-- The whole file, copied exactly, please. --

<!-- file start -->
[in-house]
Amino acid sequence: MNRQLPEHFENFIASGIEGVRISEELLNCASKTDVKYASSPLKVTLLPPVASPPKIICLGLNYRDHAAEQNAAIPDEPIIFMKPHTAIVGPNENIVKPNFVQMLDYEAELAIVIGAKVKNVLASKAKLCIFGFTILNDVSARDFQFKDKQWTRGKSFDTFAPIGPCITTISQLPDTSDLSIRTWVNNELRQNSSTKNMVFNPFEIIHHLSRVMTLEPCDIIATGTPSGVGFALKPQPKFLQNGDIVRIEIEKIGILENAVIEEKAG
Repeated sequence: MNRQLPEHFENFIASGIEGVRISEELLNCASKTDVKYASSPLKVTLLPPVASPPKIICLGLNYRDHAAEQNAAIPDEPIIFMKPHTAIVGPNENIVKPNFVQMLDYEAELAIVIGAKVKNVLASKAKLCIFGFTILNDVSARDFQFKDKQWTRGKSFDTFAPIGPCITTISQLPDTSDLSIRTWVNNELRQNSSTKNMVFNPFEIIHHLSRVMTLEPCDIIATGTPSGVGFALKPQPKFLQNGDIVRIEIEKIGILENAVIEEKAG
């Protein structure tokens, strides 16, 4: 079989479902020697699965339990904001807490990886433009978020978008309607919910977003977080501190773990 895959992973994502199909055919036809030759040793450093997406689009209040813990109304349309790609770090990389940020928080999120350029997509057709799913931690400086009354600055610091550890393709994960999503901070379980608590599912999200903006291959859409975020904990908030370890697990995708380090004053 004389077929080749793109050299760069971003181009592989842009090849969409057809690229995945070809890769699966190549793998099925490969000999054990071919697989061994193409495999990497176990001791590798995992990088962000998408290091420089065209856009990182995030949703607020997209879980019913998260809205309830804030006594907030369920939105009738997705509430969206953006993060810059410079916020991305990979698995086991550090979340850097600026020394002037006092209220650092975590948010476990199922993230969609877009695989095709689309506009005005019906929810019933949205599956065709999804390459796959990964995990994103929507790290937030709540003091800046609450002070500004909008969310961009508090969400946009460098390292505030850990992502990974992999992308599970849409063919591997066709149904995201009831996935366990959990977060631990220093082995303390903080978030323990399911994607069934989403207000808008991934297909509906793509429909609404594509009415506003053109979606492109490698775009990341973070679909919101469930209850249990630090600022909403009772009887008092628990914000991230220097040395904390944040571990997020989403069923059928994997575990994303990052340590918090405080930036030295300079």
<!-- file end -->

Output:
[in-house]
Amino acid sequence: MNRQLPEHFENFIASGIEGVRISEELLNCASKTDVKYASSPLKVTLLPPVASPPKIICLGLNYRDHAAEQNAAIPDEPIIFMKPHTAIVGPNENIVKPNFVQMLDYEAELAIVIGAKVKNVLASKAKLCIFGFTILNDVSARDFQFKDKQWTRGKSFDTFAPIGPCITTISQLPDTSDLSIRTWVNNELRQNSSTKNMVFNPFEIIHHLSRVMTLEPCDIIATGTPSGVGFALKPQPKFLQNGDIVRIEIEKIGILENAVIEEKAG
Repeated sequence: MNRQLPEHFENFIASGIEGVRISEELLNCASKTDVKYASSPLKVTLLPPVASPPKIICLGLNYRDHAAEQNAAIPDEPIIFMKPHTAIVGPNENIVKPNFVQMLDYEAELAIVIGAKVKNVLASKAKLCIFGFTILNDVSARDFQFKDKQWTRGKSFDTFAPIGPCITTISQLPDTSDLSIRTWVNNELRQNSSTKNMVFNPFEIIHHLSRVMTLEPCDIIATGTPSGVGFALKPQPKFLQNGDIVRIEIEKIGILENAVIEEKAG
């Protein structure tokens, strides 16, 4: 079989479902020697699965339990904001807490990886433009978020978008309607919910977003977080501190773990 895959992973994502199909055919036809030759040793450093997406689009209040813990109304349309790609770090990389940020928080999120350029997509057709799913931690400086009354600055610091550890393709994960999503901070379980608590599912999200903006291959859409975020904990908030370890697990995708380090004053 004389077929080749793109050299760069971003181009592989842009090849969409057809690229995945070809890769699966190549793998099925490969000999054990071919697989061994193409495999990497176990001791590798995992990088962000998408290091420089065209856009990182995030949703607020997209879980019913998260809205309830804030006594907030369920939105009738997705509430969206953006993060810059410079916020991305990979698995086991550090979340850097600026020394002037006092209220650092975590948010476990199922993230969609877009695989095709689309506009005005019906929810019933949205599956065709999804390459796959990964995990994103929507790290937030709540003091800046609450002070500004909008969310961009508090969400946009460098390292505030850990992502990974992999992308599970849409063919591997066709149904995201009831996935366990959990977060631990220093082995303390903080978030323990399911994607069934989403207000808008991934297909509906793509429909609404594509009415506003053109979606492109490698775009990341973070679909919101469930209850249990630090600022909403009772009887008092628990914000991230220097040395904390944040571990997020989403069923059928994997575990994303990052340590918090405080930036030295300079």